The newly opened 1 million-square-foot Carteret facility, which was visited Friday by Gov. Chris Christie, houses over 2,000 employees and will serve as a main hub for the company’s shipping needs throughout the region.
While the planned 1 million-square-foot Logan Township and 900,000-square-foot Cranbury locations will be used to pick, pack and ship larger customer orders like furniture and music equipment, Amazon says the 900,000-square-foot Edison site will focus on smaller items, like books and toys.
Amazon already has one facility in Logan Township.
“We applaud Amazon for investing in several expansions throughout New Jersey and for creating greater opportunities for our high-quality workforce,” said Christie. “Today’s great news is no accident or coincidence. Over the last seven-plus years, my administration has lowered a variety of taxes, improved New Jersey’s business climate, increased the number of well-paying jobs and grown the overall economy. Amazon’s action should encourage even more employers to benefit from all New Jersey has to offer.”
Since first announcing its plans in 2012 to open distribution warehouses in New Jersey, the company’s state-based workforce has grown to over 13,000 full-time employees spread across sites in Robbinsville, Avenel, Florence, Carteret and Logan Township.
“Our ability to expand in New Jersey is the result of two things: incredible customers and an outstanding workforce,” said Amazon Vice President of North American Operations Akash Chauhan. “We are excited to continue growing by creating an additional 2,500 full-time roles at new fulfillment centers across the state.”
The Camden metro area came in on top among the nation’s metropolitan regions as the area which had the largest over-the-year percentage growth in employment, according to the U.S. Bureau of Labor Statistics.The BLS data cited that the Camden metro area’s nonfarm employment increased by 3.7 percent from February 2016 to February 2017.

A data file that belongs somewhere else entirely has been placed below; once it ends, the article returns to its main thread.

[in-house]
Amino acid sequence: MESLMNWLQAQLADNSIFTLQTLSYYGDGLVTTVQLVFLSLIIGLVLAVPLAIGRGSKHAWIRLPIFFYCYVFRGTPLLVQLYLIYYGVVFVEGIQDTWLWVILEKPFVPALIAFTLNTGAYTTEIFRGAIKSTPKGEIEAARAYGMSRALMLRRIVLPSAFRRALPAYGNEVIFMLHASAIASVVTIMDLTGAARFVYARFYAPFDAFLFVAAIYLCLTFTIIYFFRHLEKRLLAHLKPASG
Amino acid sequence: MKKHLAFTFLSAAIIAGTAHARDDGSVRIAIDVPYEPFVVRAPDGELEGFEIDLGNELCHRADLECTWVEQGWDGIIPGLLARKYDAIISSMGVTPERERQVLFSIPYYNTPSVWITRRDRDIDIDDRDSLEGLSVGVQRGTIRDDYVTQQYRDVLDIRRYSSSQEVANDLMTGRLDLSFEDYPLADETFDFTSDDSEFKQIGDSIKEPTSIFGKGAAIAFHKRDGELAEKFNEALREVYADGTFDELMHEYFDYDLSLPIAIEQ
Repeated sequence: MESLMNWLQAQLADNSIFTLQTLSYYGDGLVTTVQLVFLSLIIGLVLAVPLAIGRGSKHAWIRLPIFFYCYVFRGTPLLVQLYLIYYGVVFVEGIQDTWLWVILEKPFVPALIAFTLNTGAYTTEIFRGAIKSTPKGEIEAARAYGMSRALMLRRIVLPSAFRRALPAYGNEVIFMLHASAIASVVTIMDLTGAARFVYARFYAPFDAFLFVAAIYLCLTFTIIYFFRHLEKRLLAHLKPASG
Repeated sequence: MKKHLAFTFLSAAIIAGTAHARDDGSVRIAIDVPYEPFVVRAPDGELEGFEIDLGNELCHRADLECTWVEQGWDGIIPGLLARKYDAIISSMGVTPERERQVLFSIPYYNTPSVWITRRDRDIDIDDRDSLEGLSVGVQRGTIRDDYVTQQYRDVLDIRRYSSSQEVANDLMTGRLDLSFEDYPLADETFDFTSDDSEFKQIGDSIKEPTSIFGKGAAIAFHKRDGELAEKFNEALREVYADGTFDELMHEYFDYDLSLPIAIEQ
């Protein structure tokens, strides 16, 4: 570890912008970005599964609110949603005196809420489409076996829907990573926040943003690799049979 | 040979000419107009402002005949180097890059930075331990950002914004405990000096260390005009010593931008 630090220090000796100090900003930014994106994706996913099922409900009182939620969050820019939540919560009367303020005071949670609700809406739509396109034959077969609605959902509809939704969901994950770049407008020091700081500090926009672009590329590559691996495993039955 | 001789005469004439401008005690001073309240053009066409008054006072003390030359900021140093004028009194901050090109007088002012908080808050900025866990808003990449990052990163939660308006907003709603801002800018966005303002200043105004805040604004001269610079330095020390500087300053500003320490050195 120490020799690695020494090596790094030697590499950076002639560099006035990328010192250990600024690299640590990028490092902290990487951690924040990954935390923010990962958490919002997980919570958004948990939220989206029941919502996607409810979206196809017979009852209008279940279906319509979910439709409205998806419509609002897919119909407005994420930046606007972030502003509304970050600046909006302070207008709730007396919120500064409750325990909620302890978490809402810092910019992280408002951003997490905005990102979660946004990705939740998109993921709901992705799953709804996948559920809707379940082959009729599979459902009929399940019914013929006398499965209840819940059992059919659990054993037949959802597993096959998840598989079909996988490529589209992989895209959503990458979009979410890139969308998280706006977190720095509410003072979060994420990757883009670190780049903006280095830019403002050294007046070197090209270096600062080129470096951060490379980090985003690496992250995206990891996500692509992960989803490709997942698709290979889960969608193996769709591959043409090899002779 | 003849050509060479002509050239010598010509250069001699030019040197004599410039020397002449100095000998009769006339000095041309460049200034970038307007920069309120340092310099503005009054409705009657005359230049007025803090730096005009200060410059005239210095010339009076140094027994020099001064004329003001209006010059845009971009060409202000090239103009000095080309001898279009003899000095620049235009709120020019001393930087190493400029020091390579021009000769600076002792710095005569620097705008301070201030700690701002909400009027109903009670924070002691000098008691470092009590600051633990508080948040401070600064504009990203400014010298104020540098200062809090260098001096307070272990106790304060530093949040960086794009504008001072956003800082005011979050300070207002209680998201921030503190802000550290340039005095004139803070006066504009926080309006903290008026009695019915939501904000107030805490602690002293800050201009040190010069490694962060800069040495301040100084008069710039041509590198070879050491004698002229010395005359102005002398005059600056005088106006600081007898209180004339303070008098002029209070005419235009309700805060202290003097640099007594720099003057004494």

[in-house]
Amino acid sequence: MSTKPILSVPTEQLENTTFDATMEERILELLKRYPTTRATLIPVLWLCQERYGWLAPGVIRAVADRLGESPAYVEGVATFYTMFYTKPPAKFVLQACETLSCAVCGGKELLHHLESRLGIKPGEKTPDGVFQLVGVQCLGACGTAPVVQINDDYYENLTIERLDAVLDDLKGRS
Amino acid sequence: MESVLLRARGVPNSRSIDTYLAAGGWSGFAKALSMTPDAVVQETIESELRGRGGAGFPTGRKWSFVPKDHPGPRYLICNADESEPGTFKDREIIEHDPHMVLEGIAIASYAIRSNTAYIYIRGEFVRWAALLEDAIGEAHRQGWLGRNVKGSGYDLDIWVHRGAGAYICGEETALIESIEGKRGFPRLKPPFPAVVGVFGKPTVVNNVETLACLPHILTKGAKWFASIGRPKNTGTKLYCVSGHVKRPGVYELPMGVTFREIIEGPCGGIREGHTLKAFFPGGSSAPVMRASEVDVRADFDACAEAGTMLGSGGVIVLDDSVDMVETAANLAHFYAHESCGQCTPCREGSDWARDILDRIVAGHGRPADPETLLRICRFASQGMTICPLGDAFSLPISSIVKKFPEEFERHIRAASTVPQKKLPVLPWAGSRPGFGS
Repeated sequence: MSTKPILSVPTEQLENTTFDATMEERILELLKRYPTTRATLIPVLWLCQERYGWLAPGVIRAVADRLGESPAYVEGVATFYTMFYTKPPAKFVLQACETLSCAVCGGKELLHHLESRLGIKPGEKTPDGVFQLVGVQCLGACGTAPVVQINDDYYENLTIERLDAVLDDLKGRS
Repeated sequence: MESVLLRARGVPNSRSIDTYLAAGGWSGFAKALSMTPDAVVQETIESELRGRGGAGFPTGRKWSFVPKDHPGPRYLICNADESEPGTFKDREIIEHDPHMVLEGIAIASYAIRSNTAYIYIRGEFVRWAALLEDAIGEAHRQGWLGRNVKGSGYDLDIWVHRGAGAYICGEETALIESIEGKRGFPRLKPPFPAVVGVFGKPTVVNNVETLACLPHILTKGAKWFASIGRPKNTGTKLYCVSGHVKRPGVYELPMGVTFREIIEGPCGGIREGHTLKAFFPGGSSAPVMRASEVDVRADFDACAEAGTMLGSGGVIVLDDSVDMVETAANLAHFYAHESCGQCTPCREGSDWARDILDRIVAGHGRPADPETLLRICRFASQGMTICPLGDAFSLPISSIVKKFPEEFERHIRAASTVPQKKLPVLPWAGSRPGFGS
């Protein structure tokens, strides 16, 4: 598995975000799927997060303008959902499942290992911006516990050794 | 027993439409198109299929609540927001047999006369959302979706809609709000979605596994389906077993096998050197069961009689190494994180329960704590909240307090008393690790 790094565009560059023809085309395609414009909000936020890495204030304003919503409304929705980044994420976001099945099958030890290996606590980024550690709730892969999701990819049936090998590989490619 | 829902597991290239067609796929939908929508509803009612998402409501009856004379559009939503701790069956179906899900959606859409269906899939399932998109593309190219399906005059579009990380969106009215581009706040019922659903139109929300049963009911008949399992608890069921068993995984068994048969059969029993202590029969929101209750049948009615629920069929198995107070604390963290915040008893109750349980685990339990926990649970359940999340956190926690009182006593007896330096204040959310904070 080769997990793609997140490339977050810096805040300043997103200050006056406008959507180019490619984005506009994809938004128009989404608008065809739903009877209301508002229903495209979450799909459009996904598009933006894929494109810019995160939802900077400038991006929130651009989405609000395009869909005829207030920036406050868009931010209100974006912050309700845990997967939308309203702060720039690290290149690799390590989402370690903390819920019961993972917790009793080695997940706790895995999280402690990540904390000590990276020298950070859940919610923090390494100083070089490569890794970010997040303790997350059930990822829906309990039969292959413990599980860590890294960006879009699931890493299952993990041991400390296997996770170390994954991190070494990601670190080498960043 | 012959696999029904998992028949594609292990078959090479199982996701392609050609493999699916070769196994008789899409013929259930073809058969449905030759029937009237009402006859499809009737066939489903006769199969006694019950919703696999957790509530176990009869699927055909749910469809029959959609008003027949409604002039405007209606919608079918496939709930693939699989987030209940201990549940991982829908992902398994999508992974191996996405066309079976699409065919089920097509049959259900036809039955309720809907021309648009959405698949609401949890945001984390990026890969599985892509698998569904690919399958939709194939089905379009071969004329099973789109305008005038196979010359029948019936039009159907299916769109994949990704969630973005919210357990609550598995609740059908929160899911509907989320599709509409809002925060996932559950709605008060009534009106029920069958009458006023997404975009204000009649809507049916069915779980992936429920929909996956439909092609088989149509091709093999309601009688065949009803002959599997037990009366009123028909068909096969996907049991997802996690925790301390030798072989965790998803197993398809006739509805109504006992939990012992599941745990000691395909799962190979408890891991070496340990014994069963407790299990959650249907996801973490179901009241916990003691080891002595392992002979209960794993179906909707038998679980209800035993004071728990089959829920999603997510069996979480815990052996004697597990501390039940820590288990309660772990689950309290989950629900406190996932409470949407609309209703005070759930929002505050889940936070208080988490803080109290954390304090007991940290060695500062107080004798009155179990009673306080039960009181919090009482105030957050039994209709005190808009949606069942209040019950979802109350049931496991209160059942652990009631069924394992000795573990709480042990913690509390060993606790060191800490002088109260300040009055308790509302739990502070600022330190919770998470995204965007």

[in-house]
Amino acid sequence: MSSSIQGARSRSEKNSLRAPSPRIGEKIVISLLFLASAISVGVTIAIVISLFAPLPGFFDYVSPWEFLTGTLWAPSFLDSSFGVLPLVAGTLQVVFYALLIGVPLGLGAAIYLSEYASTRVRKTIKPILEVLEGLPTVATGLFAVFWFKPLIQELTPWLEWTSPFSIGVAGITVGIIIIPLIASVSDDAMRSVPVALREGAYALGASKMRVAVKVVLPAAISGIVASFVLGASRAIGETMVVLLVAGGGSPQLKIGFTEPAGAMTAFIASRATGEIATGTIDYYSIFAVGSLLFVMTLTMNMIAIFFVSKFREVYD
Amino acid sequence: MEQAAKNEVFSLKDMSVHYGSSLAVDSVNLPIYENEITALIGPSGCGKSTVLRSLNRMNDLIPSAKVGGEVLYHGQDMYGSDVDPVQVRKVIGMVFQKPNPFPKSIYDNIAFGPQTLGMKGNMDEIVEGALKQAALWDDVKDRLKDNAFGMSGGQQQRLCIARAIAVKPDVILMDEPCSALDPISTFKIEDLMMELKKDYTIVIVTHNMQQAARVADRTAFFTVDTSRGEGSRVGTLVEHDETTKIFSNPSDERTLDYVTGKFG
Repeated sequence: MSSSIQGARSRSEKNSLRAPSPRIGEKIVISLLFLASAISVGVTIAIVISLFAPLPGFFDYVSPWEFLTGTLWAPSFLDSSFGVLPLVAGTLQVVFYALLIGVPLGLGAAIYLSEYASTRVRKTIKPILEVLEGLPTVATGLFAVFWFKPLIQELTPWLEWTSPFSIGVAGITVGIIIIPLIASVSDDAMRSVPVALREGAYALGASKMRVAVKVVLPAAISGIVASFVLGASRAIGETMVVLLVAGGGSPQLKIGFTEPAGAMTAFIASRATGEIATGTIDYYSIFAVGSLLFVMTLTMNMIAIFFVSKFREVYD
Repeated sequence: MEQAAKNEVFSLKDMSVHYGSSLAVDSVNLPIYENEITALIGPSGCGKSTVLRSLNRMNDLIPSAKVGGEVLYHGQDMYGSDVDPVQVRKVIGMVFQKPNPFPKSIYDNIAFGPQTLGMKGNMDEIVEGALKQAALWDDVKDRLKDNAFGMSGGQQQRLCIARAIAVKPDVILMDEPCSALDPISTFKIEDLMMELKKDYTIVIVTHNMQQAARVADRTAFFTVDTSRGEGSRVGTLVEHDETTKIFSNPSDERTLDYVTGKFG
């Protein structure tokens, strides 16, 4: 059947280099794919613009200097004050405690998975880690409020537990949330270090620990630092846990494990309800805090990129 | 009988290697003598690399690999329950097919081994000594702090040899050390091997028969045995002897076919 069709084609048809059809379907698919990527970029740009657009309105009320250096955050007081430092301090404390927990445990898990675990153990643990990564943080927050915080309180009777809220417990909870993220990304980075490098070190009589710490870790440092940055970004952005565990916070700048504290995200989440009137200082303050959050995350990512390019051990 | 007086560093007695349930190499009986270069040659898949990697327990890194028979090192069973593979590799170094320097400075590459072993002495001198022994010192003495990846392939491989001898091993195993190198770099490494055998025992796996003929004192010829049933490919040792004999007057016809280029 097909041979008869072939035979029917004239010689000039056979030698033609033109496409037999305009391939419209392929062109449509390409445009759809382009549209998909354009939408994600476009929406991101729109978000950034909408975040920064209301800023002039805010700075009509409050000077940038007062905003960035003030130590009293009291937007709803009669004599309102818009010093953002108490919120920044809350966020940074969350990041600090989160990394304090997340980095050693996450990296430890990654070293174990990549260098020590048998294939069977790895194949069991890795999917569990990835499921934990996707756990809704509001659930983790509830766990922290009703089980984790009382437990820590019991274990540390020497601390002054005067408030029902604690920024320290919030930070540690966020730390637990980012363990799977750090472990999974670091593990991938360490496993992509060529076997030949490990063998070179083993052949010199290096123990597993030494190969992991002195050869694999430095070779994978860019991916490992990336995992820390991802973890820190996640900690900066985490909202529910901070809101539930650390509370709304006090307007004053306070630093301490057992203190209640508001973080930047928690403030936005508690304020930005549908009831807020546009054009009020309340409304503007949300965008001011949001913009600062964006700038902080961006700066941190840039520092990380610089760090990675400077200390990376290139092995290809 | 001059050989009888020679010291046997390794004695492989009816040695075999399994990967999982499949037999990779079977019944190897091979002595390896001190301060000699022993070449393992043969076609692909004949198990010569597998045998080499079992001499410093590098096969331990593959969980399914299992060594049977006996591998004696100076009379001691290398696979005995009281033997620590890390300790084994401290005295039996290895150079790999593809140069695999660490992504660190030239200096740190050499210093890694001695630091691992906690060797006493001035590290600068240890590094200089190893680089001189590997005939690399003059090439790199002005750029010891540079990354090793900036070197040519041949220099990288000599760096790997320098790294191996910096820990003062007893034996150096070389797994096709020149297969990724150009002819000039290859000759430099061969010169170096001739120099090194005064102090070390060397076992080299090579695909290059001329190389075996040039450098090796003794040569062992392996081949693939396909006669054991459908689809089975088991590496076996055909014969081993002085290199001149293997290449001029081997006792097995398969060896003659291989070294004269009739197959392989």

The BLS compared data from 34 of the 38 metropolitan divisions nationwide, including all five metro areas that cover New Jersey, putting Camden at the top, just above Dallas-Plano-Irving, Texas.
The Top 10 metro areas are as follows:
- Dallas-Plano-Irving, Texas
- Philadelphia, Pennslyvania
- Seattle-Bellevue-Everette, Washington
- Fort Worth-Arlington, Texas
- Fort Lauderdale-Pompano Beach-Deerfield Beach, Florida
- Tacoma-Lakewood, Washington
- San Fransisco-Redwood City-South San Fransisco, California
- Nassau County-Suffolk County, New York
- Silver Spring-Frederick-Rockville, Maryland
After several months of reported growth, New Jersey lost approximately 17,500 total non-farm jobs in March, according to new data released by the state Department of Labor and Workforce Development.Contributing to the contraction was a decrease in roughly 19,100 private-sector jobs, most prominently in sectors involving leisure and hospitality, as well as trade, transportation and utilities. Some 1,600 public-sector positions were added last month.
Still, state economists celebrated a continued drop in New Jersey’s unemployment rate, which fell minimally for a fourth straight month to 4.2 percent, below the national average of 4.5 percent.
According to the state, last month’s unemployment rate is the lowest seen since May 2007.
“New Jersey’s economic recovery continues, with a 10-year low unemployment rate that is better than the national average and a record number of employed New Jerseyans,” said James Wooster, LWD chief economist. “On a month-to-month basis, the payroll employment numbers often demonstrate a certain instability, especially for the initial estimates. However, the overall trend of growth and recovery shows no real sign of abating.”